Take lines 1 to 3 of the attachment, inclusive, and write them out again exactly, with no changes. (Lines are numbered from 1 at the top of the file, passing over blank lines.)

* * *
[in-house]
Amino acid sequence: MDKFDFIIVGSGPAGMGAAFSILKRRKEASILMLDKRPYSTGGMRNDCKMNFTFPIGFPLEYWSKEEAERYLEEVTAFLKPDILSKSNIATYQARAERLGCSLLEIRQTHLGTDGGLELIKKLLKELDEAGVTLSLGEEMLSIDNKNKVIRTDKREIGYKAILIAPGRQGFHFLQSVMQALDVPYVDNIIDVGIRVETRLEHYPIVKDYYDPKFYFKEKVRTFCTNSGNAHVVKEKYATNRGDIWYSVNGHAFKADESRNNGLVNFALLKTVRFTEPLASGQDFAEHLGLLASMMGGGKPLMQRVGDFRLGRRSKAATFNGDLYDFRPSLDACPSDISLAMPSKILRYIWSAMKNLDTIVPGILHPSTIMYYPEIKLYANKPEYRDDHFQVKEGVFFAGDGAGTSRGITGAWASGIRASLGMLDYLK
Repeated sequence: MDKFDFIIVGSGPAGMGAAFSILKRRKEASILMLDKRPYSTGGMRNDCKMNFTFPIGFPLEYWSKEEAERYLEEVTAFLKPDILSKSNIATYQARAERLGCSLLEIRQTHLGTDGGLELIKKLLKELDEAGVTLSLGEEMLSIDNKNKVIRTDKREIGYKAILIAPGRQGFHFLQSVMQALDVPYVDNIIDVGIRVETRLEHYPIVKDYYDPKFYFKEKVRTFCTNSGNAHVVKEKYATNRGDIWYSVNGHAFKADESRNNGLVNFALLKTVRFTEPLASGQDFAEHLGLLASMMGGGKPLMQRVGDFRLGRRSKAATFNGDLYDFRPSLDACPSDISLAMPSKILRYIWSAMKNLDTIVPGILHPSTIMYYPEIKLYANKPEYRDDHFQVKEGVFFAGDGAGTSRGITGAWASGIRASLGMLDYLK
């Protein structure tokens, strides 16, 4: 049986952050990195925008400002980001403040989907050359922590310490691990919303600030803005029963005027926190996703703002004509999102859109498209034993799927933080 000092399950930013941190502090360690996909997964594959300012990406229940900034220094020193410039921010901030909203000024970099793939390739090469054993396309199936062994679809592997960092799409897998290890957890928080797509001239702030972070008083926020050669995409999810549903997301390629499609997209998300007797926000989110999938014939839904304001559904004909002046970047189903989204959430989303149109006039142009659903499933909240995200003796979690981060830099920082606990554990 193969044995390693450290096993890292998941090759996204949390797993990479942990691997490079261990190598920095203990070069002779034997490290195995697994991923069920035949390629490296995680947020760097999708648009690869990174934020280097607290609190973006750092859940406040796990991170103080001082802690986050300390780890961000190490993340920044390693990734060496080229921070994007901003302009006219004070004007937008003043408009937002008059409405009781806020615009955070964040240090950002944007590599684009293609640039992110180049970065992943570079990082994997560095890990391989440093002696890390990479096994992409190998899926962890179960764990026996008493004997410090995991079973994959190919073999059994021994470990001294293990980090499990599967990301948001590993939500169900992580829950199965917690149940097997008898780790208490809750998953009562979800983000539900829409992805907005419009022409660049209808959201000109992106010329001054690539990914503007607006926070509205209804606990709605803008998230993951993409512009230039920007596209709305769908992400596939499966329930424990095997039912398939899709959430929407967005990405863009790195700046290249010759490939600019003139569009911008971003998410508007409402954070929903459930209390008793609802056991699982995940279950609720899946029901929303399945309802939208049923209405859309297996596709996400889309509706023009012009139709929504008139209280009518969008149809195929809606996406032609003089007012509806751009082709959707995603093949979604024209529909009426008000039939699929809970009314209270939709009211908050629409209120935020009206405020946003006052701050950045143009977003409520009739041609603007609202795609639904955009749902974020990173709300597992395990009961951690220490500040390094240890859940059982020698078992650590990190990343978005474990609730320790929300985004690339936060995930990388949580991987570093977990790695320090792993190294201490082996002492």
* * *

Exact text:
[in-house]
Amino acid sequence: MDKFDFIIVGSGPAGMGAAFSILKRRKEASILMLDKRPYSTGGMRNDCKMNFTFPIGFPLEYWSKEEAERYLEEVTAFLKPDILSKSNIATYQARAERLGCSLLEIRQTHLGTDGGLELIKKLLKELDEAGVTLSLGEEMLSIDNKNKVIRTDKREIGYKAILIAPGRQGFHFLQSVMQALDVPYVDNIIDVGIRVETRLEHYPIVKDYYDPKFYFKEKVRTFCTNSGNAHVVKEKYATNRGDIWYSVNGHAFKADESRNNGLVNFALLKTVRFTEPLASGQDFAEHLGLLASMMGGGKPLMQRVGDFRLGRRSKAATFNGDLYDFRPSLDACPSDISLAMPSKILRYIWSAMKNLDTIVPGILHPSTIMYYPEIKLYANKPEYRDDHFQVKEGVFFAGDGAGTSRGITGAWASGIRASLGMLDYLK
Repeated sequence: MDKFDFIIVGSGPAGMGAAFSILKRRKEASILMLDKRPYSTGGMRNDCKMNFTFPIGFPLEYWSKEEAERYLEEVTAFLKPDILSKSNIATYQARAERLGCSLLEIRQTHLGTDGGLELIKKLLKELDEAGVTLSLGEEMLSIDNKNKVIRTDKREIGYKAILIAPGRQGFHFLQSVMQALDVPYVDNIIDVGIRVETRLEHYPIVKDYYDPKFYFKEKVRTFCTNSGNAHVVKEKYATNRGDIWYSVNGHAFKADESRNNGLVNFALLKTVRFTEPLASGQDFAEHLGLLASMMGGGKPLMQRVGDFRLGRRSKAATFNGDLYDFRPSLDACPSDISLAMPSKILRYIWSAMKNLDTIVPGILHPSTIMYYPEIKLYANKPEYRDDHFQVKEGVFFAGDGAGTSRGITGAWASGIRASLGMLDYLK